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Level3: Six ISPs Degrading Traffic Intentionally to Get Paid
by Karl Bode 10:34AM Tuesday May 06 2014
While Netflix hasn't always stated this outright, their accusation in the recent interconnection scuff up with Comcast, AT&T and Verizon is that those companies are intentionally letting peering points with select companies saturate. Why? They want to end settlement free peering and get paid directly by content companies as part of a decade-old attempt to use their massive customer bases as leverage to get more money out of content companies.

Netflix recently argued that this isn't a case where Netflix is simply paying a company like Comcast to do work a company like Cogent did previously, as Netflix is now "shouldering the costs and performing the transport function for which it used to pay transit providers." Why pay then? Because they're not being given an option if they don't want their service's performance to go to hell for tens of millions of users who won't understand why.

They are, Netflix claims, being held hostage by the nation's largest ISPs who are effectively using their massive userbases as leverage to impose a new variety of direct interconnection fees on content companies. That's again what Level 3's Mark Taylor argues in a new blog post, in which the company blames six, un-named major ISPs for creating a state of "permanent congestion" by refusing to upgrade peering connections during the last year:
A port that is on average utilized at 90 percent will be saturated, dropping packets, for several hours a day. We have congested ports saturated to those levels with 12 of our 51 peers. Six of those 12 have a single congested port, and we are both (Level 3 and our peer) in the process of making upgrades—this is business as usual and happens occasionally as traffic swings around the Internet as customers change providers.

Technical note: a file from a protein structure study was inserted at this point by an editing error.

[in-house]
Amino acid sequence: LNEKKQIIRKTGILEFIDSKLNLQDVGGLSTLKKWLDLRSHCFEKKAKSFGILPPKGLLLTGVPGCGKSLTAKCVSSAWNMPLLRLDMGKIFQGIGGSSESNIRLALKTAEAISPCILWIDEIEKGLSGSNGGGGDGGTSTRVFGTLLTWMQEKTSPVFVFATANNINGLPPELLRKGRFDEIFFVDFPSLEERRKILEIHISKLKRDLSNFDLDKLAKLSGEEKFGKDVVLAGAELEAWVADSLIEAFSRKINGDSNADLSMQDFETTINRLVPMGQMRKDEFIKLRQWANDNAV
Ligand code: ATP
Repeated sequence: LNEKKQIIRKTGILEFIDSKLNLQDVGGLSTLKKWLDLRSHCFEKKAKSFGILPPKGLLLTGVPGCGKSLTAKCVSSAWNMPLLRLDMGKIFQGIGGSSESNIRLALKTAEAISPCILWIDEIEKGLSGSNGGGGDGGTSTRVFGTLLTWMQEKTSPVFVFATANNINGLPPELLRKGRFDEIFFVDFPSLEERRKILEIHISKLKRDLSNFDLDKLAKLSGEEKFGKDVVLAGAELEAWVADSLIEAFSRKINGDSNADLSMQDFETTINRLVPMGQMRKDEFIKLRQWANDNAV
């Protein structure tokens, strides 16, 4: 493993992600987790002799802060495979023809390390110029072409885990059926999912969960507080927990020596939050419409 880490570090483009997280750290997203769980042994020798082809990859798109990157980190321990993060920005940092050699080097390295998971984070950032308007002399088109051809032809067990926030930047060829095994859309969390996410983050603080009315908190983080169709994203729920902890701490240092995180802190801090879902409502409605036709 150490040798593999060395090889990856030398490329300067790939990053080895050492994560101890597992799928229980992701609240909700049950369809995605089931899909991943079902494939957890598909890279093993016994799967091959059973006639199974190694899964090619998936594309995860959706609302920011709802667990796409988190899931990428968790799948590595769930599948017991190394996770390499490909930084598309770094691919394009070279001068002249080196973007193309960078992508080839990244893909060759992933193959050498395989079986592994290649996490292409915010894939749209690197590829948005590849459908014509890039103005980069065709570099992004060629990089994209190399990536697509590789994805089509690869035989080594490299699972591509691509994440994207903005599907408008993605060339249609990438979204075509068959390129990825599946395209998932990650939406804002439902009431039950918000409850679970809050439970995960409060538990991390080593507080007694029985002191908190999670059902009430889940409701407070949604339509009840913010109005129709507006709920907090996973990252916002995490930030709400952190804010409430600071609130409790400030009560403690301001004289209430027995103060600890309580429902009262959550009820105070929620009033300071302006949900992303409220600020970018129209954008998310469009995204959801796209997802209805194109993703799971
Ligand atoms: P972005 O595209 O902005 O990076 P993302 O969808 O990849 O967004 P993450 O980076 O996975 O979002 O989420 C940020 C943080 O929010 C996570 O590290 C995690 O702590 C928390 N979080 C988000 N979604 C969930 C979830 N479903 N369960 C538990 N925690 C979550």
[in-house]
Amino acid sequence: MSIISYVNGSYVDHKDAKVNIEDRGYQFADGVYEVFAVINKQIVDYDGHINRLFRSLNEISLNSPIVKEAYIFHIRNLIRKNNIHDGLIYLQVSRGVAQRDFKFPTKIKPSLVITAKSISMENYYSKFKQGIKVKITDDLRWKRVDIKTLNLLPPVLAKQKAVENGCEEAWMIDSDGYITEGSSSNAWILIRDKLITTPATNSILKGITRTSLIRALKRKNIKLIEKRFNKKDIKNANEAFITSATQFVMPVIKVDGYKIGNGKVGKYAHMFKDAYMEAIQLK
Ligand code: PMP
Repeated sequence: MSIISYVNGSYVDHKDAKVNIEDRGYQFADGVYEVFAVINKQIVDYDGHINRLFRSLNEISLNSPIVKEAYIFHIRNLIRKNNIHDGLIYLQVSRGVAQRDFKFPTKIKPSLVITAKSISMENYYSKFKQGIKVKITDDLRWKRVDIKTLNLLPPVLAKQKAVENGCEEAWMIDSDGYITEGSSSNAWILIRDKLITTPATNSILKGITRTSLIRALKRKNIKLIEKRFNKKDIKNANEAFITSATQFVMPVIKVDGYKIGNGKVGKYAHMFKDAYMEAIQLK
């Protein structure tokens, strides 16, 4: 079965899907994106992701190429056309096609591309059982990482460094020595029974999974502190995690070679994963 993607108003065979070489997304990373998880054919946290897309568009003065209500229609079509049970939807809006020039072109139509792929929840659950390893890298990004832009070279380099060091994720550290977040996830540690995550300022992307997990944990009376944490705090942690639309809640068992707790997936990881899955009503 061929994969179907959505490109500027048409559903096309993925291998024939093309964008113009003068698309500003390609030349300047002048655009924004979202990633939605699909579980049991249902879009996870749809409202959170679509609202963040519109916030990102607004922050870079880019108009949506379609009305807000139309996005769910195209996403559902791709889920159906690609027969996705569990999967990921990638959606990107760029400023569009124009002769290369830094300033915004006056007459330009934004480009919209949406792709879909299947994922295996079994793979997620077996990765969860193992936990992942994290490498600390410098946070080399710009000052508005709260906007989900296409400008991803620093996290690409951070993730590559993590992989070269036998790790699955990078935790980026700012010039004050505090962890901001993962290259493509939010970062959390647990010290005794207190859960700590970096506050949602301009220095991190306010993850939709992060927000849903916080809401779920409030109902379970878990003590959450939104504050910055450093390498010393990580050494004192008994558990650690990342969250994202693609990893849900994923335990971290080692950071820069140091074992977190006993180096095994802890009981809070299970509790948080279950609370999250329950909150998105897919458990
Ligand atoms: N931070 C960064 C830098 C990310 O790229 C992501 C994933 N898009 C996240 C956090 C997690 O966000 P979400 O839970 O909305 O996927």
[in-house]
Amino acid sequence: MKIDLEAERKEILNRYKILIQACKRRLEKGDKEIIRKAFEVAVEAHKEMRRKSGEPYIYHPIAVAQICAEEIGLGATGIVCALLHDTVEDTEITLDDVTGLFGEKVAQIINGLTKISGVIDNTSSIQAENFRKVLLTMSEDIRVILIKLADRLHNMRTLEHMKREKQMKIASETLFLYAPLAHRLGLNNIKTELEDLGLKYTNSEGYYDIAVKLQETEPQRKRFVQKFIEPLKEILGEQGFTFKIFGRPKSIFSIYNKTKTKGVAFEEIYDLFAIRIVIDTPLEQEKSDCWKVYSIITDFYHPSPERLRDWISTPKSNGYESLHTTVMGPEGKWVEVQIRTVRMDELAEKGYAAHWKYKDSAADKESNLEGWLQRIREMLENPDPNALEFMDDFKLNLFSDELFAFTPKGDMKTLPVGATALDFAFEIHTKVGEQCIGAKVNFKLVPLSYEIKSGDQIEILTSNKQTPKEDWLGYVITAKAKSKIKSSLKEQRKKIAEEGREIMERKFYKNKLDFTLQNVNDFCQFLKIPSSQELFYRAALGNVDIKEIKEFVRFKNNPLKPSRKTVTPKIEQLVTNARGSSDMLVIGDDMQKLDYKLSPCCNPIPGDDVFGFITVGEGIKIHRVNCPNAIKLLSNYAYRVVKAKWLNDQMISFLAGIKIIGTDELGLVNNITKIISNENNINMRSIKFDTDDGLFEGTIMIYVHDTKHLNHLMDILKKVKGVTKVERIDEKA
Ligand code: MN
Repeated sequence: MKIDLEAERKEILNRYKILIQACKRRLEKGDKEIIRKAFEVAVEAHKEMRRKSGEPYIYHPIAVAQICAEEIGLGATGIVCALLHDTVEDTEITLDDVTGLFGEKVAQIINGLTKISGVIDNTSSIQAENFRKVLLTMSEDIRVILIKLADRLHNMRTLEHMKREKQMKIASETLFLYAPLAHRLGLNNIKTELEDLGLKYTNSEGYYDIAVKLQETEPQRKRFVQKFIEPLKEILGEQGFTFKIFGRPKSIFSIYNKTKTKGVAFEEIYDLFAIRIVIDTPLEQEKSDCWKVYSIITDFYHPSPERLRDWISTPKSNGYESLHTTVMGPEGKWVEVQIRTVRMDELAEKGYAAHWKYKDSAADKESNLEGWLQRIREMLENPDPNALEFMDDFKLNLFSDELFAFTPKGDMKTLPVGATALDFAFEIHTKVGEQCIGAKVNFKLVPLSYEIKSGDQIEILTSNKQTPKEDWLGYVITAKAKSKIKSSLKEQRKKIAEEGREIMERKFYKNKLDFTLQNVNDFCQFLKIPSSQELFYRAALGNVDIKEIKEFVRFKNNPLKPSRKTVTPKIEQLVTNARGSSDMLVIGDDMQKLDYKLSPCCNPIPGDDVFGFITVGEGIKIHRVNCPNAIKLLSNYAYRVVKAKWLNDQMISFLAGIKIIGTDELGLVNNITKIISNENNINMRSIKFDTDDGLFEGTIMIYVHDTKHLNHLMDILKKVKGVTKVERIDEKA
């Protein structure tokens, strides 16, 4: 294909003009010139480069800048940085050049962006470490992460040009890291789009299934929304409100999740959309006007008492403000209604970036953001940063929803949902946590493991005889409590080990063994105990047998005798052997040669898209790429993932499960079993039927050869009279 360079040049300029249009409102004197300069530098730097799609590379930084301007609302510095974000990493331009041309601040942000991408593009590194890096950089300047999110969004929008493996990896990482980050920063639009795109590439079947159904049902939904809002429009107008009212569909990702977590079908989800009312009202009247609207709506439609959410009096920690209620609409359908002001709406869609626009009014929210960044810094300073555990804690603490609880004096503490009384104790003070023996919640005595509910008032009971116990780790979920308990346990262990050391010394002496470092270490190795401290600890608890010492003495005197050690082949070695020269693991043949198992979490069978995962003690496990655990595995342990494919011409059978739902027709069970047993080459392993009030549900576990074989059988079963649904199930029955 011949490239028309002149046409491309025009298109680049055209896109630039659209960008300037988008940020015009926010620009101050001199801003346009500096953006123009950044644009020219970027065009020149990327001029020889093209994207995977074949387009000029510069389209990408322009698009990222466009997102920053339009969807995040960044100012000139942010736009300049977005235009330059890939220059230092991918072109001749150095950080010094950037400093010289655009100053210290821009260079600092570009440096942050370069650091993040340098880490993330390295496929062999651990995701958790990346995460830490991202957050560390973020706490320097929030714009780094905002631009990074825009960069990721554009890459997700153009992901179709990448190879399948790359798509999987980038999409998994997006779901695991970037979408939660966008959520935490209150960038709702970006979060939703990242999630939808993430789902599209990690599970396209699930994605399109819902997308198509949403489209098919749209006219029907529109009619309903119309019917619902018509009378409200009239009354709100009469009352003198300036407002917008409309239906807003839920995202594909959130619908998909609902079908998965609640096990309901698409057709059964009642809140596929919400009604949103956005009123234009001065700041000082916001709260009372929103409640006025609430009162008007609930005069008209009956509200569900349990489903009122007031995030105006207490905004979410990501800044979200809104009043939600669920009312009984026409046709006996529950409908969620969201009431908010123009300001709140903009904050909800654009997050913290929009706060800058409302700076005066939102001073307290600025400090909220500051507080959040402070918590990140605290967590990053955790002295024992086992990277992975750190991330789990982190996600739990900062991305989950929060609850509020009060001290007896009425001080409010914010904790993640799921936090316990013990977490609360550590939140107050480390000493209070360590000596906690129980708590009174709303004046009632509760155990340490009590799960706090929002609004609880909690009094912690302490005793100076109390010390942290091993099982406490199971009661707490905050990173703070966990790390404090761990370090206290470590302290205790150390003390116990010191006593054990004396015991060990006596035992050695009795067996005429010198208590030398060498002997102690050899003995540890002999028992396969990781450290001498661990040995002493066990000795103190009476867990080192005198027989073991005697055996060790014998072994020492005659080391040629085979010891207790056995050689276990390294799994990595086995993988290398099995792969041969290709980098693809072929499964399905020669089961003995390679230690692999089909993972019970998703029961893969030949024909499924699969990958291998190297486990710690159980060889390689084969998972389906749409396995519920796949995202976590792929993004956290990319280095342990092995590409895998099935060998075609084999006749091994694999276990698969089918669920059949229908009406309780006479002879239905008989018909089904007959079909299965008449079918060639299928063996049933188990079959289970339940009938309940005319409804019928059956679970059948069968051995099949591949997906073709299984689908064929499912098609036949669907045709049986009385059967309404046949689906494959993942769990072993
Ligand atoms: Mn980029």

That leaves the remaining six peers with congestion on almost all of the interconnect ports between us. Congestion that is permanent, has been in place for well over a year and where our peer refuses to augment capacity. They are deliberately harming the service they deliver to their paying customers. They are not allowing us to fulfill the requests their customers make for content.

Five of those congested peers are in the United States and one is in Europe. There are none in any other part of the world. All six are large Broadband consumer networks with a dominant or exclusive market share in their local market. In countries or markets where consumers have multiple Broadband choices (like the UK) there are no congested peers.
Wilson's answering questions in the comment section of the post if you have any. It's unclear if Comcast is currently one of those six un-named ISPs, given that Level3 struck a new fee-based deal with Comcast last year after a period of public feuding in the media. Level3 recently urged the FCC to intervene in these disputes and prohibit large ISPs from abusing their gatekeeper position in this fashion, but the FCC so far appears content to treat this as run of the mill business disagreements and not -- as Level 3, Netflix and Cogent suggest -- aggressive anti-competitive behavior.

196 comments .. click to read

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Snohomish, WA

3 recommendations

Level3: Six ISPs Degrading Traffic Intentionally to Get Paid...

Let it be noted that one Tuesday Morning links by Revcb See Profile
is a story in which C-net fact checks/speculates about the same blog post and comes to a different conclusion than Karl.
It is worth reading about the other side of this.
Here's a link
» ··· D590a51e


Hazelwood, MO

6 recommendations

reply to guppy_fish

Re: Read this for Facts, Not Fiction

ISP's are responsible for the traffic their consumers request. The backbone providers are only responsible for taking that traffic and getting it to the POP of the ISP. If there is congestion there, it is at the request of the ISP consumers and thus the responsibility of the ISP to upgrade.

There is absolutely no difference in Netflix traffic if it comes from a server room sitting next to Hastings or a CND server sitting right next to the Comcast POP on Level 3's network. Either way, the same traffic is going to be going across that peering point to reach the consumers of Comcast that requested it. Not until a Comcast consumer request it will a single Netflix packet cross that peering point. Them implying anything different is a shear lie and yet another attempt at them trying to deflect blame.